By Benjamin Leatherman
By Robrt L. Pela
By Katrina Montgomery
By Robrt L. Pela
By Kathleen Vanesian
By New Times
By Ray Stern
By Eric Tsetsi
His business card reads "Gil Gordon-Hall, Intuitive," but the one-time restaurateur is better known these days for finessing the spiritual energy of local businessmen. Gordon-Hall is a feng shui master who specializes in tweaking the yin and yang of corporate types who believe that where they park their Rolodex will have an impact on their workday.
Gordon-Hall and I wedged ourselves onto a sofa in a dark corner of Zen 32, where I hoped to learn a little something about the ancient Chinese study of energy. I got more than I bargained for.
New Times: Let me see if I've got this right: Feng shui is the belief that inanimate objects have energy, and that where we place these things in our homes has an impact on our lives.
Gil Gordon-Hall: Pretty much. It goes beyond that, though. It's about the placement of your home on its property, based on your birthday, your wife's birthday, and so on. It's about working with your environment, not against it.
NT: So where I put my table lamps has a direct impact on the size of my bank account.
Gordon-Hall: And on your health and your relationships, too. It sounds crazy, but it's based in 8,000-year-old scientific principles. The Getty Museum is set up using these principles. Oprah uses feng shui.
NT: Well, there's an endorsement. So if I go home and move my sofa, what will happen to me tomorrow?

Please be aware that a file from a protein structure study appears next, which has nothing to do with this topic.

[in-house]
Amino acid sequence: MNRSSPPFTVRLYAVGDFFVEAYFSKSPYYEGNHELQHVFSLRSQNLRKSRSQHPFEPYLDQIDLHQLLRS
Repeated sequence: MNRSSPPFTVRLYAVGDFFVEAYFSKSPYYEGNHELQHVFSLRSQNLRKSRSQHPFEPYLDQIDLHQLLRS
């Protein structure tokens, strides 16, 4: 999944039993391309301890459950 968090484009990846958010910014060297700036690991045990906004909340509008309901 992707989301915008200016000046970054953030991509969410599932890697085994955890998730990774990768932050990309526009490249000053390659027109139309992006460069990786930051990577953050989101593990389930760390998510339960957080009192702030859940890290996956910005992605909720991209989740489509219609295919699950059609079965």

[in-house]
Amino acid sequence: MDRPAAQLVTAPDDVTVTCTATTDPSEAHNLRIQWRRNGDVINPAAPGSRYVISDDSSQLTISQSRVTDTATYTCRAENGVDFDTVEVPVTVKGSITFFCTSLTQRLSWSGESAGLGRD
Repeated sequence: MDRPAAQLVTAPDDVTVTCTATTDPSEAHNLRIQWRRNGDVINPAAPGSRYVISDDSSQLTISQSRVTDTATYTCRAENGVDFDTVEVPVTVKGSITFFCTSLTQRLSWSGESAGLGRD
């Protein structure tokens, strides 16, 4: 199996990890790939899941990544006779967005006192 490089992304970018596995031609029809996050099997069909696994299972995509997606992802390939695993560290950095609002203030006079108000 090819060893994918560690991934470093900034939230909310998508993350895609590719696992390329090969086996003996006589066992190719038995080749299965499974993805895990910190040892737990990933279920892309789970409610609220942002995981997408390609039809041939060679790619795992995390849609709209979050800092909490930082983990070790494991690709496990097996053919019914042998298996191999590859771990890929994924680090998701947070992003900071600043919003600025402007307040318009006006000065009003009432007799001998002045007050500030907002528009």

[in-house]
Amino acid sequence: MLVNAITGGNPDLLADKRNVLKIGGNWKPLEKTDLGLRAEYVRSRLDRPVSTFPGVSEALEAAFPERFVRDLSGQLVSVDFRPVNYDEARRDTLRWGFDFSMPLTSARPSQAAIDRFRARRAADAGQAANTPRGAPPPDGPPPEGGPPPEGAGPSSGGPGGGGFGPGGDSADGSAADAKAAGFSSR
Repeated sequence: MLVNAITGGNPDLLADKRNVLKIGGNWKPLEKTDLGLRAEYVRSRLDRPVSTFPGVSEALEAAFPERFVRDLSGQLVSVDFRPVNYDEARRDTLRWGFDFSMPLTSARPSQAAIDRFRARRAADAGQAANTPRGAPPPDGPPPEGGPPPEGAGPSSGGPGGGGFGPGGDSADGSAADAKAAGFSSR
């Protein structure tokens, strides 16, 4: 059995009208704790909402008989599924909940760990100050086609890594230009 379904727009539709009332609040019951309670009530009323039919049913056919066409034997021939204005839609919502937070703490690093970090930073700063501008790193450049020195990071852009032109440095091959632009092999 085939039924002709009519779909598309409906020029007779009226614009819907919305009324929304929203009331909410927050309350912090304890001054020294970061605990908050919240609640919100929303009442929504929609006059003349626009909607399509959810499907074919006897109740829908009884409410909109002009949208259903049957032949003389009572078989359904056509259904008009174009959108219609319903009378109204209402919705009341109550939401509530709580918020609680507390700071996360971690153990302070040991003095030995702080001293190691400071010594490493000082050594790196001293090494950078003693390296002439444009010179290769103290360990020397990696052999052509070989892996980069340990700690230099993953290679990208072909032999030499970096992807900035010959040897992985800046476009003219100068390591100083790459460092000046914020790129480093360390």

Gordon-Hall: If you put it in your southeast corner, you'll start to notice that your finances take a dive. Because you're sitting on your money.
NT: Right now my sofa's in the northwest corner.
Gordon-Hall: That's the sector of knowledge and wisdom. So if you're sitting there balancing your checkbook, you can't help but do well.
NT: What if I'm lying there in my underwear, watching reruns of The Golden Girls?
Gordon-Hall: Well, you'll be getting the most from whatever show you watch, because in that corner of the living room, your brain activity goes up three points.
NT: My life is going nicely. Does this mean I accidentally put all my junk in the right spots?
Gordon-Hall: You might have, but most people don't. I know a lot of people who have constant problems in their relationships, because their bedroom is in the southwest corner of their house. They argue all the time, and their love life drops off. I've seen this time and again. The worst is when they have a mirror in their bedroom, which you never want to do.
Gordon-Hall: Well, if you're having a fight with your lover in the bedroom and you look into the mirror, that bad energy can get trapped in the mirror. So whenever you go into that room, that bad energy is lingering there. And nobody wakes up looking like Brad Pitt in the morning. If the first thing you see every day is yourself looking awful, it sets a precedent for the day.
NT: People pay you to tell them this stuff?
Gordon-Hall: People and businesses.
NT: What the heck is corporate feng shui?
Gordon-Hall: That's where you look at where the office of the CEO is located in his building. What direction does his desk face? When was he born? What kind of table is in the boardroom, and is it in the corner with the best energy? CEOs always want a wall of windows behind them, which is terrible. It looks pretty, but they can't see what's behind them, which is a bad business practice. Ask any Italian.
NT: Yeah, thanks.
Gordon-Hall: I just did a store in Chandler called Jackie O. I came in and said, "No sharp corners! Track lighting here, here and here! Here are the colors you're going to use!" I put the cash register in the money corner, and the money is just pouring in at that shop.
NT: Okay, give me some feng shui pointers.